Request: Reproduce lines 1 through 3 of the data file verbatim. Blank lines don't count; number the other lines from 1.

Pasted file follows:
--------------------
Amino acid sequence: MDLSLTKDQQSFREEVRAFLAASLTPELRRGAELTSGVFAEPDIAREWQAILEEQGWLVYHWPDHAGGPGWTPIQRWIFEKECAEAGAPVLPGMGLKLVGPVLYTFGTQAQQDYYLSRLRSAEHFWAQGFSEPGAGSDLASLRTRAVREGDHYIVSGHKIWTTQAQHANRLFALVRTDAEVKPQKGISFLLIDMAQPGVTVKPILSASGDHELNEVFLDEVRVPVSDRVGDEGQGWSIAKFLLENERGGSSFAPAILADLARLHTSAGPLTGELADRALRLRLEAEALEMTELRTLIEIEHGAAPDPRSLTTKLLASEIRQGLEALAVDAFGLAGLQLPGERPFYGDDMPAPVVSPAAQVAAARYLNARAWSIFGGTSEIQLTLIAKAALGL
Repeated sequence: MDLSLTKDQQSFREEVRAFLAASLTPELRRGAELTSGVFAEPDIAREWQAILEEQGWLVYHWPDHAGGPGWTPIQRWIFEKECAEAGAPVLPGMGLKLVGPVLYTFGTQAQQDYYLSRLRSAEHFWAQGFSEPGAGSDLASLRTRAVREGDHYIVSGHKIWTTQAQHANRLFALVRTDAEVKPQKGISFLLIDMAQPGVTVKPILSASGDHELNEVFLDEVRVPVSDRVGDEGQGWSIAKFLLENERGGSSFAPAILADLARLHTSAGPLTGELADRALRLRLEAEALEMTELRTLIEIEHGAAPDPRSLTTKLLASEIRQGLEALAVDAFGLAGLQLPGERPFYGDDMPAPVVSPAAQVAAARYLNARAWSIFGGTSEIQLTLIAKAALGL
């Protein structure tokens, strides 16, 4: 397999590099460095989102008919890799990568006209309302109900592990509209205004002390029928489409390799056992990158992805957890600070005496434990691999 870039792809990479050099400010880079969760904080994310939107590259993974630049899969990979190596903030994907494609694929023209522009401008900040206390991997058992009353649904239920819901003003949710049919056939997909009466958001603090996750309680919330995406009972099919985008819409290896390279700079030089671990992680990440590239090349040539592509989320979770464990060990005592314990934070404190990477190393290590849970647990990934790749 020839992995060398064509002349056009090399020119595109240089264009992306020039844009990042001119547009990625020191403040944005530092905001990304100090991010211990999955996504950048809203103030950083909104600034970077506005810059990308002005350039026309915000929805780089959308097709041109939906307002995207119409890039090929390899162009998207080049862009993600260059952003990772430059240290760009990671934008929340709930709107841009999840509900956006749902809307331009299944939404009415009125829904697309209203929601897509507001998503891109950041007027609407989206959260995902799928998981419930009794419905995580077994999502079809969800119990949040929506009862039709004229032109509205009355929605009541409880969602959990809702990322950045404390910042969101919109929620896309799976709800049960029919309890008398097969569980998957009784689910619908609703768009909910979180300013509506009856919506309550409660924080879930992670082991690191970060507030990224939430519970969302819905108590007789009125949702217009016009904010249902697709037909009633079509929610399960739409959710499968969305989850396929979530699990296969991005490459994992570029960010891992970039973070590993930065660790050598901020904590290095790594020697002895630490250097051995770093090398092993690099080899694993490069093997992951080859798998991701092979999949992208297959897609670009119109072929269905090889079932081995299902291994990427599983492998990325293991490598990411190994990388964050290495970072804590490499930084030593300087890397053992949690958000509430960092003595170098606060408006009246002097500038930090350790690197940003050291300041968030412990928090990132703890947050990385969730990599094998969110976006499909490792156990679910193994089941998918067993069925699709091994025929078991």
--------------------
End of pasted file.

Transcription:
Amino acid sequence: MDLSLTKDQQSFREEVRAFLAASLTPELRRGAELTSGVFAEPDIAREWQAILEEQGWLVYHWPDHAGGPGWTPIQRWIFEKECAEAGAPVLPGMGLKLVGPVLYTFGTQAQQDYYLSRLRSAEHFWAQGFSEPGAGSDLASLRTRAVREGDHYIVSGHKIWTTQAQHANRLFALVRTDAEVKPQKGISFLLIDMAQPGVTVKPILSASGDHELNEVFLDEVRVPVSDRVGDEGQGWSIAKFLLENERGGSSFAPAILADLARLHTSAGPLTGELADRALRLRLEAEALEMTELRTLIEIEHGAAPDPRSLTTKLLASEIRQGLEALAVDAFGLAGLQLPGERPFYGDDMPAPVVSPAAQVAAARYLNARAWSIFGGTSEIQLTLIAKAALGL
Repeated sequence: MDLSLTKDQQSFREEVRAFLAASLTPELRRGAELTSGVFAEPDIAREWQAILEEQGWLVYHWPDHAGGPGWTPIQRWIFEKECAEAGAPVLPGMGLKLVGPVLYTFGTQAQQDYYLSRLRSAEHFWAQGFSEPGAGSDLASLRTRAVREGDHYIVSGHKIWTTQAQHANRLFALVRTDAEVKPQKGISFLLIDMAQPGVTVKPILSASGDHELNEVFLDEVRVPVSDRVGDEGQGWSIAKFLLENERGGSSFAPAILADLARLHTSAGPLTGELADRALRLRLEAEALEMTELRTLIEIEHGAAPDPRSLTTKLLASEIRQGLEALAVDAFGLAGLQLPGERPFYGDDMPAPVVSPAAQVAAARYLNARAWSIFGGTSEIQLTLIAKAALGL
């Protein structure tokens, strides 16, 4: 397999590099460095989102008919890799990568006209309302109900592990509209205004002390029928489409390799056992990158992805957890600070005496434990691999 870039792809990479050099400010880079969760904080994310939107590259993974630049899969990979190596903030994907494609694929023209522009401008900040206390991997058992009353649904239920819901003003949710049919056939997909009466958001603090996750309680919330995406009972099919985008819409290896390279700079030089671990992680990440590239090349040539592509989320979770464990060990005592314990934070404190990477190393290590849970647990990934790749 020839992995060398064509002349056009090399020119595109240089264009992306020039844009990042001119547009990625020191403040944005530092905001990304100090991010211990999955996504950048809203103030950083909104600034970077506005810059990308002005350039026309915000929805780089959308097709041109939906307002995207119409890039090929390899162009998207080049862009993600260059952003990772430059240290760009990671934008929340709930709107841009999840509900956006749902809307331009299944939404009415009125829904697309209203929601897509507001998503891109950041007027609407989206959260995902799928998981419930009794419905995580077994999502079809969800119990949040929506009862039709004229032109509205009355929605009541409880969602959990809702990322950045404390910042969101919109929620896309799976709800049960029919309890008398097969569980998957009784689910619908609703768009909910979180300013509506009856919506309550409660924080879930992670082991690191970060507030990224939430519970969302819905108590007789009125949702217009016009904010249902697709037909009633079509929610399960739409959710499968969305989850396929979530699990296969991005490459994992570029960010891992970039973070590993930065660790050598901020904590290095790594020697002895630490250097051995770093090398092993690099080899694993490069093997992951080859798998991701092979999949992208297959897609670009119109072929269905090889079932081995299902291994990427599983492998990325293991490598990411190994990388964050290495970072804590490499930084030593300087890397053992949690958000509430960092003595170098606060408006009246002097500038930090350790690197940003050291300041968030412990928090990132703890947050990385969730990599094998969110976006499909490792156990679910193994089941998918067993069925699709091994025929078991």